Concerned about her best friend, Carol, local mail courier Madeline "Matty" Crimmins begins looking through Gene's mail, finding a letter addressed to the real Gene Clifford (which includes a photograph revealing him to be African American). Confronted by Matty (who wants to know who he really is) in the park Gene convinces her to let him tell Carol the truth about his past, though this turns out to be a lie and later that night Gene kills Matty via strangulation, making her death resemble a suicide by hanging. On his way out Gene takes Matty's last bottle of wine and crosses through the yard of Matty's blind neighbor Sam Watkins, who hears Gene whistling "Camptown Races", which he mentions to Carol the next day.

Despite Matty's death Carol and Gene's wedding goes ahead as planned; while preparing in the church Carol recognizes bottles of wine sent by Matty's parents as the same brand Gene had the other night and overhears Todd whistling "Camptown Races" which he claims Gene taught him. Thinking Gene may have had something to do with Matty's death Carol confronts him, prompting Gene to have a psychotic fit and attack Carol and Todd, the latter who he locks in a storage closet. As Gene prepares to kill Carol in the reception area Todd breaks out of the closet and saves his mother, stabbing Gene in the chest with a claw hammer, seemingly killing him.


Actor Role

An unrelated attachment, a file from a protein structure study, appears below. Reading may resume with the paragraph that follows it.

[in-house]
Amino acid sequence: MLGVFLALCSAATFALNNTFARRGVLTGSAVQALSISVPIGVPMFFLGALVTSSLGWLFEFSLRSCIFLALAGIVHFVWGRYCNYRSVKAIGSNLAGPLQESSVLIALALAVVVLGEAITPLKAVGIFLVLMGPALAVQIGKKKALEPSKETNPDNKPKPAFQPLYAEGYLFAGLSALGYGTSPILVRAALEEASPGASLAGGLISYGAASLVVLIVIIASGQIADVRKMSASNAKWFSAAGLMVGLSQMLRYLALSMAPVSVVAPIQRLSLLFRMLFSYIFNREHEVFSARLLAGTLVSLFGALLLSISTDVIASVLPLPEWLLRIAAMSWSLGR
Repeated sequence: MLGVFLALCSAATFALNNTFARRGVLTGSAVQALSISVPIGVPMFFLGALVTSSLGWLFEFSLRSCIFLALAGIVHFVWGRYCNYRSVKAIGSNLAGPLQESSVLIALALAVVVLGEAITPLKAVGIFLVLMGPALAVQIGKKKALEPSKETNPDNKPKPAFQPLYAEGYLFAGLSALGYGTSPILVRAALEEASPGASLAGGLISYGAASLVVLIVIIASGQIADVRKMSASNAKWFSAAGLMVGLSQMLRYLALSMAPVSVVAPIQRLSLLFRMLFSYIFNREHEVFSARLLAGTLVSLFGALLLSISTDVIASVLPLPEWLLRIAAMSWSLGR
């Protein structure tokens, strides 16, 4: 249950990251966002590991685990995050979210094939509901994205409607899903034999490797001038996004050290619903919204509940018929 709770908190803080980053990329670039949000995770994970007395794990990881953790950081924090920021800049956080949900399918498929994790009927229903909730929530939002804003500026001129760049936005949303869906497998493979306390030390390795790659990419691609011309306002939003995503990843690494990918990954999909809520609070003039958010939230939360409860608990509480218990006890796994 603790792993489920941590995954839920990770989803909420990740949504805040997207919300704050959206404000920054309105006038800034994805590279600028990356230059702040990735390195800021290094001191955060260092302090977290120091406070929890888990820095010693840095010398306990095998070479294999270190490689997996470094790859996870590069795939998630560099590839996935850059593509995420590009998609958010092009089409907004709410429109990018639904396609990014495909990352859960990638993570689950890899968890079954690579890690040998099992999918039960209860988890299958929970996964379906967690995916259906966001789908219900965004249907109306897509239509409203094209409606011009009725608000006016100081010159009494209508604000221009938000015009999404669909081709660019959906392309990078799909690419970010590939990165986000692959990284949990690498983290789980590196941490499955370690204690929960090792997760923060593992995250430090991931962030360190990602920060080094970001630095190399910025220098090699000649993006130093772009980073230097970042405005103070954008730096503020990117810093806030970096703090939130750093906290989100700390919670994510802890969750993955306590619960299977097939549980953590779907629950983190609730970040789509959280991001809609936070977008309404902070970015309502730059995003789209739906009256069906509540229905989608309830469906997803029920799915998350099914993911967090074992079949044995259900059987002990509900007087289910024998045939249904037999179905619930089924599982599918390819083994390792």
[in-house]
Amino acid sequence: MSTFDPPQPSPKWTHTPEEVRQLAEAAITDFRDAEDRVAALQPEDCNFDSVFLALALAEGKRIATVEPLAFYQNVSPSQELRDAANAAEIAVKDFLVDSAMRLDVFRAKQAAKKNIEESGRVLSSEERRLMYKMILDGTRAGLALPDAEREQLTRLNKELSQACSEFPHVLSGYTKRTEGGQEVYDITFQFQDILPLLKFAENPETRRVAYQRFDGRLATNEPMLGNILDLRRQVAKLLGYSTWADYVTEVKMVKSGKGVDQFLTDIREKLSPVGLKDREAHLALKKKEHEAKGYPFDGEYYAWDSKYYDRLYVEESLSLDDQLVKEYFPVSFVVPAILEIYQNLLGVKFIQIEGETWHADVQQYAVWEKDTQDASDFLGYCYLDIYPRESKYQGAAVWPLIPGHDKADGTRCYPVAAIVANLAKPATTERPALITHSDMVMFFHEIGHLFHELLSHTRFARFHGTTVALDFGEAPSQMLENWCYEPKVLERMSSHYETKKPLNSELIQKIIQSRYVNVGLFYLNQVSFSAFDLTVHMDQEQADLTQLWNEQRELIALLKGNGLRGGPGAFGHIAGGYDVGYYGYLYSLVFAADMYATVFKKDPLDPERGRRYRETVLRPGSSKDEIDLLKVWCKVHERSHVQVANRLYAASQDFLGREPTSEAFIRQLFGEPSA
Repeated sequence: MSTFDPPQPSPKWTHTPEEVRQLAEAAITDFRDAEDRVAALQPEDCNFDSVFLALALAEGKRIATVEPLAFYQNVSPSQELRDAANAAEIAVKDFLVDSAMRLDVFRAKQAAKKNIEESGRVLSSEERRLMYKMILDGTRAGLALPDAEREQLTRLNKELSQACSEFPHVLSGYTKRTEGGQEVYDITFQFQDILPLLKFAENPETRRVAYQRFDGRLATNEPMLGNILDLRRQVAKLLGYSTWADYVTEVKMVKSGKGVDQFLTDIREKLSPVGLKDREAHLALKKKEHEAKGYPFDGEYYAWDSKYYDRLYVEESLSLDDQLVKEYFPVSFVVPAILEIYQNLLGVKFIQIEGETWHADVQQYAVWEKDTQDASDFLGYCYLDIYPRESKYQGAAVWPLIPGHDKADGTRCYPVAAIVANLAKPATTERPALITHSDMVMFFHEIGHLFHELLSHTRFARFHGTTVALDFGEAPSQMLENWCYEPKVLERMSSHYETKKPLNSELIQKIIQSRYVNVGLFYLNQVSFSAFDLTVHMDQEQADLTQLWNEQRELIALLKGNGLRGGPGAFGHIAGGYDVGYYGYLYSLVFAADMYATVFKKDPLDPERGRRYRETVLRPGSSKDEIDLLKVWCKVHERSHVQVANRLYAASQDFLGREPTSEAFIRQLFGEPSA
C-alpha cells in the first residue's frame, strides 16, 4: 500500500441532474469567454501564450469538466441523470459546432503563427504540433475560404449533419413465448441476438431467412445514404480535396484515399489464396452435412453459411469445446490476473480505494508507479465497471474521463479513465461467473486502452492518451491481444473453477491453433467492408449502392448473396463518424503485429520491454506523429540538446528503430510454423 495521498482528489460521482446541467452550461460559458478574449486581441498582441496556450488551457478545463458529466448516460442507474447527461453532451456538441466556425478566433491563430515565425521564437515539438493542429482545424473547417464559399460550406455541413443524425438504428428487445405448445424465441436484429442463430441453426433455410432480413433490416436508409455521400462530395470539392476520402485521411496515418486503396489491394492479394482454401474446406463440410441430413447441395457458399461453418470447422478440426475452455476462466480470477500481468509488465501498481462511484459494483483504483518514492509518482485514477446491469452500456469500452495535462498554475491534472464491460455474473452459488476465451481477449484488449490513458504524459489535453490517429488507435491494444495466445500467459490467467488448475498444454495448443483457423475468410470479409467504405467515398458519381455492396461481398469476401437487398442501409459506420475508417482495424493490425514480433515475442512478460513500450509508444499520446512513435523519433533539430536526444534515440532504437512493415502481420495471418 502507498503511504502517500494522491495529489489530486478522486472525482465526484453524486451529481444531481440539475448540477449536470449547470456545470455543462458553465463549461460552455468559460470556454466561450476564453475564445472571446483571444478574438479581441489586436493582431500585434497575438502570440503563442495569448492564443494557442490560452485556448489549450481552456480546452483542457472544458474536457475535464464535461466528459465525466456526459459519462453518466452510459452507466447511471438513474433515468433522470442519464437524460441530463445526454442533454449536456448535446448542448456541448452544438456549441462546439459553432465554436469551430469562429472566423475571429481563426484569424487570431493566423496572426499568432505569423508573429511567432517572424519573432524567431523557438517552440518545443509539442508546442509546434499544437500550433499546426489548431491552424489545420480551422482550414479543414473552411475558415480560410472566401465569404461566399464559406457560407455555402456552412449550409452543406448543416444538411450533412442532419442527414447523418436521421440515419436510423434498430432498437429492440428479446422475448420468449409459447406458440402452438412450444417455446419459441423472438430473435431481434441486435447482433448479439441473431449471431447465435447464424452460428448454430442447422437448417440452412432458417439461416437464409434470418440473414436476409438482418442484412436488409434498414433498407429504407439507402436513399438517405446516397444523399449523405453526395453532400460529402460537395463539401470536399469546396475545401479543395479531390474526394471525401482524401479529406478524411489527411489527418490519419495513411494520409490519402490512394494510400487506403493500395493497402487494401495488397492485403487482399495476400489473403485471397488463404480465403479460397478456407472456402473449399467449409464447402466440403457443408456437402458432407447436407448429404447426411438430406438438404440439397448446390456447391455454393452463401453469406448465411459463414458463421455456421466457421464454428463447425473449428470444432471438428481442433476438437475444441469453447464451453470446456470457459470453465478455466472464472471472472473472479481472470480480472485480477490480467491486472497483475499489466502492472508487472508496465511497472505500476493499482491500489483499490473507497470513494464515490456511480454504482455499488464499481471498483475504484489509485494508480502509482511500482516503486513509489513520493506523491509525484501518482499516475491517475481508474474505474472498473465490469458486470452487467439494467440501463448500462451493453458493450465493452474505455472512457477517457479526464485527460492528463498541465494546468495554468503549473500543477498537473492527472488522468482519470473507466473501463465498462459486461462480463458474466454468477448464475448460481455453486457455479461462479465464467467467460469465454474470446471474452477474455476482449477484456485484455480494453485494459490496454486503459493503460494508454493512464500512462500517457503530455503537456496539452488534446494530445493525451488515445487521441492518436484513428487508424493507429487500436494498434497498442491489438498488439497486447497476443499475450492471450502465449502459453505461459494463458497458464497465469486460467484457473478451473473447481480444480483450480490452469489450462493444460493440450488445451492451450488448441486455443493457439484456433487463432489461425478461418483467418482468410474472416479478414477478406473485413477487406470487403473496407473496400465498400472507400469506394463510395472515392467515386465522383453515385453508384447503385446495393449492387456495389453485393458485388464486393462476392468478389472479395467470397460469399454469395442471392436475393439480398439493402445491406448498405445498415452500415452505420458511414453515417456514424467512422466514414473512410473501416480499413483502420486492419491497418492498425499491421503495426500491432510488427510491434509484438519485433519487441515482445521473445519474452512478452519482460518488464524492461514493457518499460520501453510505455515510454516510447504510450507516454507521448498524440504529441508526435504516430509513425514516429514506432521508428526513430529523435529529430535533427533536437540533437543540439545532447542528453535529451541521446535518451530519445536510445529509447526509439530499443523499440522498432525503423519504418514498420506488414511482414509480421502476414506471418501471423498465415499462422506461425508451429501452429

Terry O'Quinn Jerry Blake/Gene F. Clifford/The Stepfather
Meg Foster Carol Grayland
Caroline Williams Madeline "Matty" Crimmins
Jonathan Brandis Todd Grayland
Henry Brown Doctor Joseph Danvers
Mitchell Laurance Philip Grayland
Miriam Byrd-Nethery Sally Jenkins
Leon Martell Ralph Smith
Renata Scott Betty Willis
John O'Leary Sam Watkins
Glen Adams Salesman
Eric Brown Hotel Attendant
Bob Gray Choir Singer
Rosemary Welden Video Date


After a test screening of the film, studio executives Harvey and Bob Weinstein complained about the lack of blood and demanded re-shoots. Jeff Burr refused and another director was hired to do the reshoots. In an interview, Burr commented "they cut a little bit of [the film] out and they added some badly done blood effects. Badly done, because Terry O’Quinn refused to do it. Really, they were meaningless, so that was irritating." [1]


Stepfather II was originally intended to be released direct to video, however, the success of the first film lead to the sequel being released into theaters.


The film received mostly negative reviews. Variety stated "this dull sequel reduces the intriguing premise of the original Stepfather to the level of an inconsequential, tongue-in-cheek slasher film". [2] Richard Harrington of The Washington Post wrote that the film was cliche-ridden and lacked the reality-rooted horror that made the original film effective, finishing his review by stating "Stepfather 2 is just slick marketing trying to capitalize on unsettling art -- and failing badly, at that". [3]

Home video

In 2003, the film was released on DVD by Miramax Films and included audio commentary with director Jeff Burr and producer Darin Scott. In 2009, to coincide with the release of the Screen Gems remake of the original Stepfather, Synapse Films re-released Stepfather II on DVD with special features including the ones available on the Miramax release, as well as new features such as a making-of documentary. [4] [5]


External links

Got something to say? Make a comment.
Your name
Your email address